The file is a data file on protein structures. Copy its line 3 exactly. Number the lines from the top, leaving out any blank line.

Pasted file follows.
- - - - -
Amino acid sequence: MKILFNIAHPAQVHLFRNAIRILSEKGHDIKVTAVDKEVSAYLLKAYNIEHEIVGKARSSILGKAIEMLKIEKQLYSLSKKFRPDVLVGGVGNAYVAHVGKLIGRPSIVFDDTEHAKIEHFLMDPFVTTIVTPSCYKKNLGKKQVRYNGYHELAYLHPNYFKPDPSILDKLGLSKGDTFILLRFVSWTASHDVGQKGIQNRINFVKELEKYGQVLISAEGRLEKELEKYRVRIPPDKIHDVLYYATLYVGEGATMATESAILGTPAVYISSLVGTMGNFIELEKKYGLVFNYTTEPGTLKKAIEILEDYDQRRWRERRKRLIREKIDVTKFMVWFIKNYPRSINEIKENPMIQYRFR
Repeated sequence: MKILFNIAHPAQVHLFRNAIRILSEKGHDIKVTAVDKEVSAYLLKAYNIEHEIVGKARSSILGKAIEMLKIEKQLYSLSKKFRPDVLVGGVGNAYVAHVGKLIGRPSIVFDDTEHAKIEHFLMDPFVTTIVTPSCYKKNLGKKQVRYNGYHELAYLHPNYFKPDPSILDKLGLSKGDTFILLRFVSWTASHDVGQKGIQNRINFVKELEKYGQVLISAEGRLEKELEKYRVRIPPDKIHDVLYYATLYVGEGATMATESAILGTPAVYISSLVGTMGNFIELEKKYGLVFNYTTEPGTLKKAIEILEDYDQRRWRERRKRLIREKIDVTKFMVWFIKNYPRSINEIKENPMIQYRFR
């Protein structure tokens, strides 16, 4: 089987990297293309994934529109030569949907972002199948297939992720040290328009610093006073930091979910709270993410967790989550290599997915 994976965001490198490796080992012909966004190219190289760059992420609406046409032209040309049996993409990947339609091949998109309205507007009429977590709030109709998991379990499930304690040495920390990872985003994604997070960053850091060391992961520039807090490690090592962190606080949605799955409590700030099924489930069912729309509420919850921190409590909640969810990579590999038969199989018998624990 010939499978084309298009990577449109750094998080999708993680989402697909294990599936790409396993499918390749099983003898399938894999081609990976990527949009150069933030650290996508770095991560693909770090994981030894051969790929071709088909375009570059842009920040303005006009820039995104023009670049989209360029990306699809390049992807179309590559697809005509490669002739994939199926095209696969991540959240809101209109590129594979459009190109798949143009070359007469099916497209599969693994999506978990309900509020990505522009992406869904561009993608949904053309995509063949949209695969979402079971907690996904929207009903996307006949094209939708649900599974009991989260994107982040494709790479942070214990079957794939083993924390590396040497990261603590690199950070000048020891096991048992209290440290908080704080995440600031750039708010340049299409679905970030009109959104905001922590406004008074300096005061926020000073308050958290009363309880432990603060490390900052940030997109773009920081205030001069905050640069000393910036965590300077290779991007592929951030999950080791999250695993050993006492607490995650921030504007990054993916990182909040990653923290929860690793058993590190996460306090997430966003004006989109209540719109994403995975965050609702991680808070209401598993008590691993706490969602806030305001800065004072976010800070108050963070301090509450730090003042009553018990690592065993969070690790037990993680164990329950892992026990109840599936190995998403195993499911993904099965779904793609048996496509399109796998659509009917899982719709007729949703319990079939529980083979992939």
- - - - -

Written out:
């Protein structure tokens, strides 16, 4: 089987990297293309994934529109030569949907972002199948297939992720040290328009610093006073930091979910709270993410967790989550290599997915 994976965001490198490796080992012909966004190219190289760059992420609406046409032209040309049996993409990947339609091949998109309205507007009429977590709030109709998991379990499930304690040495920390990872985003994604997070960053850091060391992961520039807090490690090592962190606080949605799955409590700030099924489930069912729309509420919850921190409590909640969810990579590999038969199989018998624990 010939499978084309298009990577449109750094998080999708993680989402697909294990599936790409396993499918390749099983003898399938894999081609990976990527949009150069933030650290996508770095991560693909770090994981030894051969790929071709088909375009570059842009920040303005006009820039995104023009670049989209360029990306699809390049992807179309590559697809005509490669002739994939199926095209696969991540959240809101209109590129594979459009190109798949143009070359007469099916497209599969693994999506978990309900509020990505522009992406869904561009993608949904053309995509063949949209695969979402079971907690996904929207009903996307006949094209939708649900599974009991989260994107982040494709790479942070214990079957794939083993924390590396040497990261603590690199950070000048020891096991048992209290440290908080704080995440600031750039708010340049299409679905970030009109959104905001922590406004008074300096005061926020000073308050958290009363309880432990603060490390900052940030997109773009920081205030001069905050640069000393910036965590300077290779991007592929951030999950080791999250695993050993006492607490995650921030504007990054993916990182909040990653923290929860690793058993590190996460306090997430966003004006989109209540719109994403995975965050609702991680808070209401598993008590691993706490969602806030305001800065004072976010800070108050963070301090509450730090003042009553018990690592065993969070690790037990993680164990329950892992026990109840599936190995998403195993499911993904099965779904793609048996496509399109796998659509009917899982719709007729949703319990079939529980083979992939």